Between 2012 and 2017, the Australian Securities and Investments Commission (ASIC) undertook a review of credit card lending in Australia. ASIC’s findings demonstrated significant poor consumer outcomes in relation to credit card debt. As a result, ASIC has taken action and has called upon credit card providers to improve their lending practices.

ASIC’s review found that credit card debt is a problem for more than 1 in 6 consumers, with difficulties often persisting over a number of years. Problems range across various aspects in the provision of credit. Too many consumers have credit cards that are not suited to their behaviours or needs. Few credit providers are taking proactive steps to address persistent debt, low repayments or products that are unsuitable for consumers.

Balance transfers are another notable problem. ASIC found that consumers with a higher level of credit card debt across all their cards were more likely to transfer balances. While a balance transfer may help reduce credit card debt, most consumers do not cancel cards after transferring balances and continue to use them, resulting in further interest charges.

ASIC will be monitoring industry to ensure that credit providers:

  • take proactive steps to address problematic credit card debt and products that do not suit consumers;
  • minimise the extra credit provided to consumers who regularly exceed their credit limit;
  • take proactive steps to help consumers repay their balance transfers;
  • encourage consumers to review their current credit cards when they transfer a balance;
  • ensure balance transfer offers are designed to take into account additional spending;
  • develop tools to help consumers choose credit cards that reflect their needs.

Next steps

ASIC will be engaging with credit card providers about how they plan to address the findings and improve their credit card products and processes. ASIC will be following up to ensure the identified problems are addressed.

In September 2018, ASIC will publish information about credit providers that:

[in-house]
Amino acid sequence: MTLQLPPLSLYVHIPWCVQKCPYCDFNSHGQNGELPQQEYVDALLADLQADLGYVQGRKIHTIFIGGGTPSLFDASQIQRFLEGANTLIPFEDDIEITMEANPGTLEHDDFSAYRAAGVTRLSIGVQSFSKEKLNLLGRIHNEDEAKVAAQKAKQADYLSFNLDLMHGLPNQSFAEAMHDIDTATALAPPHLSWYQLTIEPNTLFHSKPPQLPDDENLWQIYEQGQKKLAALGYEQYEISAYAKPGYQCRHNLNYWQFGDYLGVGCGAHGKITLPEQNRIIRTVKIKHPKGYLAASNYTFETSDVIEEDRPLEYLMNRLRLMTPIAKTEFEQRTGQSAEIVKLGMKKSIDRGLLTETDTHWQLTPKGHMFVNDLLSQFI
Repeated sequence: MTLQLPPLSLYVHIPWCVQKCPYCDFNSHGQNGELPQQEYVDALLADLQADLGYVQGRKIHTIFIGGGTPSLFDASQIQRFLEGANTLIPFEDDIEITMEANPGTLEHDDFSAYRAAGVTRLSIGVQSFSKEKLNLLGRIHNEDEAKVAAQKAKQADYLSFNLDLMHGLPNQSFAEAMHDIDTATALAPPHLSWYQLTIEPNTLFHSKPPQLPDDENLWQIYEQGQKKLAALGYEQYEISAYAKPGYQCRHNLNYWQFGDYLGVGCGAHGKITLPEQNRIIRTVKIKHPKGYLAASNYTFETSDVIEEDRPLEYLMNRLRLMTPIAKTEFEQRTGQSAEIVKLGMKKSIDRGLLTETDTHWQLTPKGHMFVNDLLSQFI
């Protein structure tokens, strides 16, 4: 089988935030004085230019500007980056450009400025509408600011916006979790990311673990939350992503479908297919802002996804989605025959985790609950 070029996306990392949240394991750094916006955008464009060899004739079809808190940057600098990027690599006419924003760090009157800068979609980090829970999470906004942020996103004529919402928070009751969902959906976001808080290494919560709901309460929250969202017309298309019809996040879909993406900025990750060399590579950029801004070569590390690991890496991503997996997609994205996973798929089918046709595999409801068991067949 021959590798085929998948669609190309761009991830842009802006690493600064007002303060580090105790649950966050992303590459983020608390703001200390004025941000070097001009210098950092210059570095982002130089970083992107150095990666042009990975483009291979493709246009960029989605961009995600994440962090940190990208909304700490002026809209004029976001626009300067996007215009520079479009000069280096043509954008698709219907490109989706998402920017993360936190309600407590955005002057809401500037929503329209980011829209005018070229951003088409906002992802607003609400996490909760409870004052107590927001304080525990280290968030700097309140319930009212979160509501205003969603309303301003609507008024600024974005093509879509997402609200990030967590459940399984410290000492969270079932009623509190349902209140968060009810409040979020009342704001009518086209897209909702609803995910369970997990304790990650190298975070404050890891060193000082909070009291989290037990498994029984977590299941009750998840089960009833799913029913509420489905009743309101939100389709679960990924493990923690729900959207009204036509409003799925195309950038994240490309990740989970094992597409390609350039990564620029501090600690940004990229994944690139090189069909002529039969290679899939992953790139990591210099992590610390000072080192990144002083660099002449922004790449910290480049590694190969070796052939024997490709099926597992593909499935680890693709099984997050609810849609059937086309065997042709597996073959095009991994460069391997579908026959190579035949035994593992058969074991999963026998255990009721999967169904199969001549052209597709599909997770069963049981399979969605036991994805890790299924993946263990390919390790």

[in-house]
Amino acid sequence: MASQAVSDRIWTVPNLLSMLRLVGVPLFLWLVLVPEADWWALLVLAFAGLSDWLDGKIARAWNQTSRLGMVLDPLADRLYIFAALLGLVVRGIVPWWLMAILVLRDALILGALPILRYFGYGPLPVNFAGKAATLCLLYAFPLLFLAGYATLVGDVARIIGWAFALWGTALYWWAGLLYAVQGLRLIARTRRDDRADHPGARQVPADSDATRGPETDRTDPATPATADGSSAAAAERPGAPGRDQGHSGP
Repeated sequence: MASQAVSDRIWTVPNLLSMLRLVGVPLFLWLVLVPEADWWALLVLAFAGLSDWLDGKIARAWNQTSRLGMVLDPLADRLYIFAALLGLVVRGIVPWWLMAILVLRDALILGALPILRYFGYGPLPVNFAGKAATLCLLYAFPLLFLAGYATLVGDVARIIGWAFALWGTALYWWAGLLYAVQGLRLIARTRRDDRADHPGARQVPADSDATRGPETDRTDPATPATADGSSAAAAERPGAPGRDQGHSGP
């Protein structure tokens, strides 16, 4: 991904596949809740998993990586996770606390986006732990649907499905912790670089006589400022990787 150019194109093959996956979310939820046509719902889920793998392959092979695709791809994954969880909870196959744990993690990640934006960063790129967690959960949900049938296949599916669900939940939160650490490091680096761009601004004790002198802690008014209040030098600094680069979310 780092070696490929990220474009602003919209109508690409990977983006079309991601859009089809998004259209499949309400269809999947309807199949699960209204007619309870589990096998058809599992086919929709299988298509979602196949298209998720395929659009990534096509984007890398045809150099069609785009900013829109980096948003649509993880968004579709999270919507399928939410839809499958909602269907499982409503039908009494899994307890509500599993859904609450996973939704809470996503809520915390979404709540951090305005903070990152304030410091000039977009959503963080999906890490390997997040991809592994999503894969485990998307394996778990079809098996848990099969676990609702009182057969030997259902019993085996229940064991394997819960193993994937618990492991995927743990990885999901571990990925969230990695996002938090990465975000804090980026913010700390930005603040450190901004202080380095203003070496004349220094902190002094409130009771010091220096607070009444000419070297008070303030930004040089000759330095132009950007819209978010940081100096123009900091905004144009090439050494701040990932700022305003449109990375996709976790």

• have committed to develop and introduce measures to address problematic credit card debt and products that do not suit consumers;
  • are taking a fair approach to additional purchases on balance transfers; and
  • are not providing notice to consumers before balance transfer promotional periods end.

ASIC will conduct a follow-up review in two years to track progress in the industry.

ASIC consults on credit card responsible lending assessments

From 1 January 2019, credit licensees providing credit or credit assistance in relation to both new and existing credit card contracts are required to comply with a prescribed period for assessing whether a credit card contract or credit limit increase is unsuitable.

ASIC proposes that the prescribed period for responsible lending assessments for credit cards be based on whether the consumer can afford to repay the credit limit within three years. The three year threshold aims to ensure that consumers can afford to repay their credit card debts within a reasonable period, while retaining the flexibility to make low minimum repayments on credit cards.

ASIC is seeking consultation from credit providers on the three year period proposal. Submissions will close on 31 July 2018, after which ASIC will make a formal decision.

Unsolicited credit limit offers

From 1 July 2018, credit providers must not make unsolicited credit limit increase invitations. This includes communications that offer to increase the credit limit, invite the consumer to apply for a credit limit increase or encourage the consumer to consider applying for an increase.

Credit limit reduction and cancellation

For credit card contracts entered into after 1 January 2019, credit providers must give consumers the right to ask to reduce their credit limit or cancel the contract. Consumers must be able to exercise these rights online.

If a consumer makes a request, the credit provider must take reasonable steps to ensure the request is dealt with as soon as possible.